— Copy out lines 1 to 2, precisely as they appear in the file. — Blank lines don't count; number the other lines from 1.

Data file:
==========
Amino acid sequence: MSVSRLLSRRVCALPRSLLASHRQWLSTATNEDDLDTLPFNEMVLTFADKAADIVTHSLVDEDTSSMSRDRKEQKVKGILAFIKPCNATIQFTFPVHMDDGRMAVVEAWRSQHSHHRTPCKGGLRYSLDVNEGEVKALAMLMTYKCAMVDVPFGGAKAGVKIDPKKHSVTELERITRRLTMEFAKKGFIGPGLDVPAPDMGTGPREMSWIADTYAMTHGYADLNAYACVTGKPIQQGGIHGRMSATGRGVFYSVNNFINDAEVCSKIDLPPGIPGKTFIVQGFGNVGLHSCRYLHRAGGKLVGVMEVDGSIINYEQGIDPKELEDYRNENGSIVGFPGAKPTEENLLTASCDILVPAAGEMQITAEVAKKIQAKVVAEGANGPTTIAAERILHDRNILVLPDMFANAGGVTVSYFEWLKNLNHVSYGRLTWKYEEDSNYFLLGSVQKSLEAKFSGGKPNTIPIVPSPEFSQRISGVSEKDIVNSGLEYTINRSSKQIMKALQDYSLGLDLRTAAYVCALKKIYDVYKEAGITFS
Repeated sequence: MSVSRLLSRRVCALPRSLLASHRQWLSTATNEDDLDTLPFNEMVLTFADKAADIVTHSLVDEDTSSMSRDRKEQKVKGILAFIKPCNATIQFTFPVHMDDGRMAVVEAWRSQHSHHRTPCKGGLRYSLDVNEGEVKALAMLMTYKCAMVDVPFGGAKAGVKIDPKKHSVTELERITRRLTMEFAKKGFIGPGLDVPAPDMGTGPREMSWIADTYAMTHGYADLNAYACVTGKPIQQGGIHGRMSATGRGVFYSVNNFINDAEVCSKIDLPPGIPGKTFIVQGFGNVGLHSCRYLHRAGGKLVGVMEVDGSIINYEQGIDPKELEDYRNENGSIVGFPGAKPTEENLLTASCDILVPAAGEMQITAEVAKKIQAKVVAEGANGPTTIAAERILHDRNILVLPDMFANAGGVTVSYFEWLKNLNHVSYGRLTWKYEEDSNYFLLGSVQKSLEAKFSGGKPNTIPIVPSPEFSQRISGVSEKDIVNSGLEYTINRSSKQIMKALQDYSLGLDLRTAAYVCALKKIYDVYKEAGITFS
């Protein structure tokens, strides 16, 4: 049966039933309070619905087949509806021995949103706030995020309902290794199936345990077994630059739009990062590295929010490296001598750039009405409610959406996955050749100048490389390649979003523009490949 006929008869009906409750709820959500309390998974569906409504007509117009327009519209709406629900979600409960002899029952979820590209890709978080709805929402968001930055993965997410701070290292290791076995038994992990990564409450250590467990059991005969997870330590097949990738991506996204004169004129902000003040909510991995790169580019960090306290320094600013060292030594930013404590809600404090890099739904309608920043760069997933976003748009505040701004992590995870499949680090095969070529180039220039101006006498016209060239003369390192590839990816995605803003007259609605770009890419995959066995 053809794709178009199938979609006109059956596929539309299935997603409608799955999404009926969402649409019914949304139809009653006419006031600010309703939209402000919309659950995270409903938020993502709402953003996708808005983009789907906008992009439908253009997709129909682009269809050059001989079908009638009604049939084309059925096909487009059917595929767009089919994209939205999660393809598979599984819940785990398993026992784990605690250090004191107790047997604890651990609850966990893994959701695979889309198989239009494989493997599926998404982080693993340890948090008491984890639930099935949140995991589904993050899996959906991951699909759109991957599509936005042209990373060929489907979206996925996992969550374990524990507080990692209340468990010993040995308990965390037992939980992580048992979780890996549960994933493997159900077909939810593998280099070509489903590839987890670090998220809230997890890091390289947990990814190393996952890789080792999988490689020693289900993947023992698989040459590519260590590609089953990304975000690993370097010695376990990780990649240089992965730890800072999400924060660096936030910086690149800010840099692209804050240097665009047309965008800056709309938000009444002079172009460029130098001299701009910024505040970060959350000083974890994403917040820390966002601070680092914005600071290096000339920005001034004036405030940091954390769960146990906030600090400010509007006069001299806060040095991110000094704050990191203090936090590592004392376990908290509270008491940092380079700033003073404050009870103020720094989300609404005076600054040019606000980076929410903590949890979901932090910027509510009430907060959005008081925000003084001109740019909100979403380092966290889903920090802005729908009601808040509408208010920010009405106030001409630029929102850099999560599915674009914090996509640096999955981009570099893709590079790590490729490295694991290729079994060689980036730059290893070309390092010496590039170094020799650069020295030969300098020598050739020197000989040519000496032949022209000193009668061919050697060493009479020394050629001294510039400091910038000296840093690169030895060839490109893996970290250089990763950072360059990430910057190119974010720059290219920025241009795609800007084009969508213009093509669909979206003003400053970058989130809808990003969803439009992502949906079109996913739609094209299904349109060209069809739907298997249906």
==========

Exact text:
Amino acid sequence: MSVSRLLSRRVCALPRSLLASHRQWLSTATNEDDLDTLPFNEMVLTFADKAADIVTHSLVDEDTSSMSRDRKEQKVKGILAFIKPCNATIQFTFPVHMDDGRMAVVEAWRSQHSHHRTPCKGGLRYSLDVNEGEVKALAMLMTYKCAMVDVPFGGAKAGVKIDPKKHSVTELERITRRLTMEFAKKGFIGPGLDVPAPDMGTGPREMSWIADTYAMTHGYADLNAYACVTGKPIQQGGIHGRMSATGRGVFYSVNNFINDAEVCSKIDLPPGIPGKTFIVQGFGNVGLHSCRYLHRAGGKLVGVMEVDGSIINYEQGIDPKELEDYRNENGSIVGFPGAKPTEENLLTASCDILVPAAGEMQITAEVAKKIQAKVVAEGANGPTTIAAERILHDRNILVLPDMFANAGGVTVSYFEWLKNLNHVSYGRLTWKYEEDSNYFLLGSVQKSLEAKFSGGKPNTIPIVPSPEFSQRISGVSEKDIVNSGLEYTINRSSKQIMKALQDYSLGLDLRTAAYVCALKKIYDVYKEAGITFS
Repeated sequence: MSVSRLLSRRVCALPRSLLASHRQWLSTATNEDDLDTLPFNEMVLTFADKAADIVTHSLVDEDTSSMSRDRKEQKVKGILAFIKPCNATIQFTFPVHMDDGRMAVVEAWRSQHSHHRTPCKGGLRYSLDVNEGEVKALAMLMTYKCAMVDVPFGGAKAGVKIDPKKHSVTELERITRRLTMEFAKKGFIGPGLDVPAPDMGTGPREMSWIADTYAMTHGYADLNAYACVTGKPIQQGGIHGRMSATGRGVFYSVNNFINDAEVCSKIDLPPGIPGKTFIVQGFGNVGLHSCRYLHRAGGKLVGVMEVDGSIINYEQGIDPKELEDYRNENGSIVGFPGAKPTEENLLTASCDILVPAAGEMQITAEVAKKIQAKVVAEGANGPTTIAAERILHDRNILVLPDMFANAGGVTVSYFEWLKNLNHVSYGRLTWKYEEDSNYFLLGSVQKSLEAKFSGGKPNTIPIVPSPEFSQRISGVSEKDIVNSGLEYTINRSSKQIMKALQDYSLGLDLRTAAYVCALKKIYDVYKEAGITFS